Feeding bellies not bins: Chloe Glover from the Huddersfield Daily Examiner helps out at the Real Junk Food Project Dewsbury
The smells of hearty Italian cuisine waft out onto the street. People chat and gather.
Close your eyes and you could be in the midst of the country or at least in a top class restaurant, about to enjoy a slap up meal.
But far away from the Mediterranean, this is all taking place at Union House on Union Street in Dewsbury.
It is where people are waiting for Kirklees’ first ever lunchtime cafe run by The Real Junk Food Project Cafe. They have started serving tasty and nutritious fare that has just been saved from the bin.
A team of volunteers who came together in June are behind the idea to use free surplus food from supermarkets, retailers and restaurants, which would otherwise have gone to landfill, to make meals that suit every budget on a pay what you feel basis.
The aims of their project, which has the tag line ‘feed bellies not bins’, are simple– to banish food poverty from the area and stop needless food waste.
It is a mission that stems from concerning official figures from Kirklees Council, which state that one in five children are living in poverty in the region, while one in six working age adults claim one or more benefits linked to poverty.
Jo Stocks, an addiction recovery worker for the Basement Recovery Project based in the building and in Huddersfield, has volunteered to man the busy team.
They were busy picking up mystery ingredients from suppliers and turning them into meals within only a few hours like a real life Ready, Steady, Cook.
“It’s about bringing diverse communities together and giving people affordable and healthy food– we’ve got people travelling in not just from Dewsbury but from Huddersfield too.
“Hopefully this will show our suppliers what we do with their food and encourage more to get involved with our project.”
Morrisons, Sainsburys, Nandos and Brighouse Love Bread had all donated eatable ingredients for the pots, including sausage, chicken, vegetables, cakes and other food which was either unused at a restaurant or near to or just past its best before date.
And it was chef Martyn Wood, 50, who had used his imagination to create the day’s menu, which changes at every event depending on what is donated.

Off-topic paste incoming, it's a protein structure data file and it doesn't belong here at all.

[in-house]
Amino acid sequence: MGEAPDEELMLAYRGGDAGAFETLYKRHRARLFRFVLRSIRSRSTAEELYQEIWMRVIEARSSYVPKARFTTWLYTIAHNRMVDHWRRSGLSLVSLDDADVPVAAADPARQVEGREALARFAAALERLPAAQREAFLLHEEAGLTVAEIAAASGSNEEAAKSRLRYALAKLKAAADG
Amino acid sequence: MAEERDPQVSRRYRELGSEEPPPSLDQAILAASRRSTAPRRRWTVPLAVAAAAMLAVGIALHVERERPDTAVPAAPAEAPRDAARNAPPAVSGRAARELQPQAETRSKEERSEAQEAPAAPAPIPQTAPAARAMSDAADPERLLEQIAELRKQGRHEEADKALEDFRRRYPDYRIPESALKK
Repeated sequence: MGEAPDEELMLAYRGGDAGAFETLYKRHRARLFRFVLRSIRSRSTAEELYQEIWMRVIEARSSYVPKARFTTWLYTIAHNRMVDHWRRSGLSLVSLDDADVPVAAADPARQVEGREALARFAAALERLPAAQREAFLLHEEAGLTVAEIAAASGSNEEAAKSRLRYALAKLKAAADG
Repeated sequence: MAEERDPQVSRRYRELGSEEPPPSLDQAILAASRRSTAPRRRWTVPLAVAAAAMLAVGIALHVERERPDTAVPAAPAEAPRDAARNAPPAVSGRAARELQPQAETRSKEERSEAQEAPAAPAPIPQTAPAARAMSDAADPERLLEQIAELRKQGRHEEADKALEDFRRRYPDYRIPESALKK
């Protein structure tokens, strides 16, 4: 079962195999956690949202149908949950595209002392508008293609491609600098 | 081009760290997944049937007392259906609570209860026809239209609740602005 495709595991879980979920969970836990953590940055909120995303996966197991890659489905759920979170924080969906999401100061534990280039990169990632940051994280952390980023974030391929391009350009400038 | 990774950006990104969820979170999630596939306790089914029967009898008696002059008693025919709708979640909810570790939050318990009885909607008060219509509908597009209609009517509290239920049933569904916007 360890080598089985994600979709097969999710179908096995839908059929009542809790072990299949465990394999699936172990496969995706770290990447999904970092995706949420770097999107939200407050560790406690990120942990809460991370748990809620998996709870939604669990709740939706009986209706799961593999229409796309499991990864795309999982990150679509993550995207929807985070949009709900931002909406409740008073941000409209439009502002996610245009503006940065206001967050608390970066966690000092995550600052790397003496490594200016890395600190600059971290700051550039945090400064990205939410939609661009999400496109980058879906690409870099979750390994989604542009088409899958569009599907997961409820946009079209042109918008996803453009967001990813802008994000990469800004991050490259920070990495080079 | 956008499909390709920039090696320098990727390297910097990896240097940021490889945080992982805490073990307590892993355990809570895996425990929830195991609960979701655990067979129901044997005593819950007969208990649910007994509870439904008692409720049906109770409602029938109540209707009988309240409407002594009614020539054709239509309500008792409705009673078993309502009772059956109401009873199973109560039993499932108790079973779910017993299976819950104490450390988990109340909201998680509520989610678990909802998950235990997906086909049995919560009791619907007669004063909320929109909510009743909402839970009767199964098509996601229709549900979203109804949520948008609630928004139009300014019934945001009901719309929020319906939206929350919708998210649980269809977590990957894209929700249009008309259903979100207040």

Vegetable soup, tarragon chicken, sausage casserole and vegetable bake were all bubbling away on the stove top, while Nandos chicken legs, potatoes and corn on the cob were cooking in the oven.
In the main room, now a dining area, half a dozen colourful salads lined the worktops.
“It took me 10 minutes to decide it. I’ve owned dozens of restaurants and bars for over 20 years and have lived in Italy for several.
“I have been involved with the Basement Project and just wanted to help feed people who may not have enough money to eat well.”
The main room is full of people before the serving starts at 1pm with families, recovering addicts and passers by.
Dean Wilcox, a blind sports enthusiast, travelled from Knottingley to try it out.
“I think it’s a great idea– there’s so much needless waste in our world so it’s good to make use of it by feeding people and bringing people from all sorts of backgrounds together”, he said.
Claire Chesworth, a support worker for Stonham supported housing, which has a large complex in Huddersfield invited residents along.
“Many of my clients are on benefits so this is ideal and we hope it spreads to Huddersfield.”
The project’s founder and social campaigner Paul Burr, already has hopes to open one up in the proposed dry bar and community hub in the old New Union Bank pub in the town.
He came up with the idea for the Dewsbury scheme through working with some of the poorest communities in the town and was inspired by a project of the same name, set up in 2013 in Armley by Adam Smith, a trained chef.
Linked projects have since been set up around the country.
“My aim is to totally eradicate food poverty in the area through this– it just shouldn’t exist”, he said.
“People pay what they can, so those on low incomes can pay less while some may choose to pay more.
“All the money is then used to keep the project running in the future.
“We’ve also started running another pop up cafe in Dewsbury and seeing the success of these two so early on has made me start thinking about setting one up in Huddersfield with the Basement Project again.
“What we want now is to get more food retailers , organisations and volunteers to come and involved to help us reach even more people.
“One volunteer wants to set up a food night with live jazz music sets– there are lots of possibilities.
“I think to say that I can’t cook we’re doing rather well.”
To volunteer, work with or donate food to The Real Junk Food Project Dewsbury, click here.
Original article by Cloe Glover of The Huddersfield Daily Examiner.
Thanks to them for permission to repost the article featured on their website, 1st September 2015.